2014 IFCBA World Conference
The International Federation of Customs Brokers Associations held its bi-annual world conference "Celebrating 25 Years of Trade Facilitation through Expertise and Innovation" in Seoul, Korea from May 13-17, 2014. Please click here for the press release and for the new IFCBA executive team.
About the IFCBA
The IFCBA has been representing the interests of the worlds' customs brokers and their clients since 1990. Many of our member asoociations have been involved in similar activities within their own countries for nearly a century. » more
"Frequently companies do not have the necessary import and export compliance procedures in place, including some well-known publicly traded companies. In many cases, even if they have internal controls, they are often outdated or not being followed," according to Adrienne Braumiller, Founder, Braumiller Law Group, PLLC.
As a law firm participating in the marcus evans Chief Litigation Officer Summit Fall 2014, taking place in Palm Beach, Florida, September 14-16, Braumiller gives Chief Litigation Officers advice on minimizing compliance risks that may remain undetected for years.
This has been excerpted from the 27 August 2014 issue of AjaxWorld Magazine and is available in its entirety at:
Press reports indicate that the World Trade Organization has again ruled against U.S. regulations on the country of origin labeling of meat products. The decision brings the U.S. one step closer to billions of dollars’ worth of retaliatory sanctions against its exports to Canada and Mexico.
The 2008 Farm Bill revised the previous mandatory COOL requirements to provide that in order for a commodity to be labeled as a product of the U.S. all production activities associated with the commodity have to occur on U.S. soil or in U.S. waters. For products produced in the integrated North American marketplace, the label must indicate every country in which a stage of production has taken place. The 2008 Farm Bill also imposed mandatory COOL requirements for muscle cuts of beef (including veal), lamb, chicken, goat and pork; ground beef, lamb, chicken, goat and pork; wild and farm-raised fish and shellfish; perishable agricultural commodities; macadamia nuts; pecans; ginseng; and peanuts.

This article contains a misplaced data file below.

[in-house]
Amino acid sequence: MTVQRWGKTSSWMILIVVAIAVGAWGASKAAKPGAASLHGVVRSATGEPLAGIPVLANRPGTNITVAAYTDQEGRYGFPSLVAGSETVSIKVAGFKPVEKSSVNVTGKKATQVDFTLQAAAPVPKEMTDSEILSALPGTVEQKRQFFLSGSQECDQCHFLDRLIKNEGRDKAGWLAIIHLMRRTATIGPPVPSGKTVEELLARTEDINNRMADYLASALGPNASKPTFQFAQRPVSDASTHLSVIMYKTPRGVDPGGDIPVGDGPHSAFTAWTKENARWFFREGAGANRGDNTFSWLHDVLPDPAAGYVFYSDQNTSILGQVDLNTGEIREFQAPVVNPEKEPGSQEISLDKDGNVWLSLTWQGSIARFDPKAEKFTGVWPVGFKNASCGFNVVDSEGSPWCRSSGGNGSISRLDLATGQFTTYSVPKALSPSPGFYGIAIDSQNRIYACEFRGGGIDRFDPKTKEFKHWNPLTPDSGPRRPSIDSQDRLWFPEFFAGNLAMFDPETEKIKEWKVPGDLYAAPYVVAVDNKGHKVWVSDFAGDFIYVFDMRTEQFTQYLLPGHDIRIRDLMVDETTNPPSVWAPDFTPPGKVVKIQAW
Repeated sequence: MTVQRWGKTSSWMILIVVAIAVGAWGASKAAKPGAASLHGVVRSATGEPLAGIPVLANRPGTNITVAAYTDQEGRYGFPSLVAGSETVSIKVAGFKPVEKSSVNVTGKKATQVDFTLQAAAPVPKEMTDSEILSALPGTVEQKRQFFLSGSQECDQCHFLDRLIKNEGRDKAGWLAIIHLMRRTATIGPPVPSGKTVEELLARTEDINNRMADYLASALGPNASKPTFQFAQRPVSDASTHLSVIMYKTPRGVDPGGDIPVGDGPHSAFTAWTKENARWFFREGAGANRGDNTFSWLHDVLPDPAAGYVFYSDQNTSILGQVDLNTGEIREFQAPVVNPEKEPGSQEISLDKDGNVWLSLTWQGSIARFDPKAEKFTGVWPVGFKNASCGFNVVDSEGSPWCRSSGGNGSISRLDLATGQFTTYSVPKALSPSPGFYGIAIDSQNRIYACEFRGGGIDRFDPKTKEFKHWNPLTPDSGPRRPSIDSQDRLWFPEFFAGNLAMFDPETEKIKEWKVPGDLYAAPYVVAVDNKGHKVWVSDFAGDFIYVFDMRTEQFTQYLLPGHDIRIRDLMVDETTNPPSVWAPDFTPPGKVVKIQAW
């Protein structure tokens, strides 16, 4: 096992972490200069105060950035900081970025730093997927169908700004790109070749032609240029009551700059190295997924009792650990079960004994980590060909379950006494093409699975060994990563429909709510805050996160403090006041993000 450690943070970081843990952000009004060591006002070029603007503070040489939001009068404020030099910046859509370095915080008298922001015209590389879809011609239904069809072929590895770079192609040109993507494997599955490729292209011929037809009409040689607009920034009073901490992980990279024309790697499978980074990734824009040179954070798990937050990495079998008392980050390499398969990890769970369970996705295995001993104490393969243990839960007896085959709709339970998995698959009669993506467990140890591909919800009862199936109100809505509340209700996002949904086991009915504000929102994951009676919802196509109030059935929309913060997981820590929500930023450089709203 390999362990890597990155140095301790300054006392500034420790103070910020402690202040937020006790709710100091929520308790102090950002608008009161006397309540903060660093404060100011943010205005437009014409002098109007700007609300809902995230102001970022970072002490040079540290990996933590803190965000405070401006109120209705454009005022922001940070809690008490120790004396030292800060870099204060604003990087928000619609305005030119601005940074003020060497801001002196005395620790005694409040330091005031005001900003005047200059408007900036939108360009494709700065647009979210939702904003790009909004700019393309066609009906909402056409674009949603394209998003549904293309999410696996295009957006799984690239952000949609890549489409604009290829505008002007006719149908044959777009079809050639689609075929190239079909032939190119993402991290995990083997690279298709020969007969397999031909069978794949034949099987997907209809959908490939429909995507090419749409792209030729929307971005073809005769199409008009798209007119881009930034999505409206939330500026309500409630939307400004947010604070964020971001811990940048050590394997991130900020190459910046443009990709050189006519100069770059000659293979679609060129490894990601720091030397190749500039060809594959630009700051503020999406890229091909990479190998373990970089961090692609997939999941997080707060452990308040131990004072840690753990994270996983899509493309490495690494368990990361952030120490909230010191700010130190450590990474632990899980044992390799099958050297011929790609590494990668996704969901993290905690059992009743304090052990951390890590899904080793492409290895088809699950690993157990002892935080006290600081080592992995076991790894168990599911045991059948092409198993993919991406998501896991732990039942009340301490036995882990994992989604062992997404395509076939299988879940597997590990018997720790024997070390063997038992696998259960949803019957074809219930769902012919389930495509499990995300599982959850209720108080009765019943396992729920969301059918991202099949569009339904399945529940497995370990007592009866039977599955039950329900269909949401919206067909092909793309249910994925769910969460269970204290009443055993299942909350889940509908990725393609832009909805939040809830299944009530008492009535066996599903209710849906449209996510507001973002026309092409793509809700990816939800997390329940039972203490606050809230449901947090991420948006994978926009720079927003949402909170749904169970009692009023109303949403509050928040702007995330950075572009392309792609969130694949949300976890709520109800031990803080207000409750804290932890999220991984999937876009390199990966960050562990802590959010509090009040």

This has been excerpted from a 26 August 2014 news item by Sandler, Travis & Rosenberg and is available in its entirety at:
Japan's trade deficit rose in July from the month before to a wider than expected 964 billion yen ($9.4 billion), though exports were higher for the first time in three months, the government said Wednesday.
It was the 25th straight monthly trade deficit for the world's third-largest economy, due mainly to an increase in imports of oil and gas to compensate for idled nuclear reactors following meltdowns at the Fukushima Dai-Ichi nuclear power plant in 2011.
This has been excerpted from a 26 August 2014 article in the Canadian Press and is available in its entirety at:
The Chinese government continues to increase trade cooperation with the rest of the world in order for the Chinese economy to grow long term. Recently, new FTAs have been signed, more are under negotiation, and Chinese cooperation with other Asia-Pacific countries is deepening.
In this issue, we focus on China’s policy reforms, the cooperation with other countries and FTAs, and the retailing challenge from Shanghai FTZ. This newsletter is for informational purposes only, and we encourage you to reach out to your local Customs Authorities or compliance consultants should you have questions on these programs.
This newsletter, by Integration Point, which provides information on global trade and compliance happenings in China is available here:
Goods from the list of Russia’s response sanctions which are currently on board the ships in Russian seaports should be re-exported under Russian legislation. According to the recommendation given by Saint-Petersburg based law office Inmarine, this will let decrease the costs.
“The Federal Customs Service gives no official instructions on further actions of shippers and cargo owners. Demurrage will cause arguments about force majeure circumstances so the efforts of all the parties involved should be focused on reduction of losses. Re-export and transportation of cargo to other countries for sale or storage seems to be the best solution. Since customs services control the country of origin it will be impossible to legally delivery such goods to Russia during the year-long period,” the statement of Inmarine says.
Practical experience shows that the ban or restriction of imports from certain states results in stricter customs control in respect of all goods from the list, regardless the country of origin. To ensure legality of import, customs inspections can become more frequent leading to delays in customs clearance or perishing of cargo, Inmarine experts say.
This is from the 20 August 2014 issue of PortNews and is available at: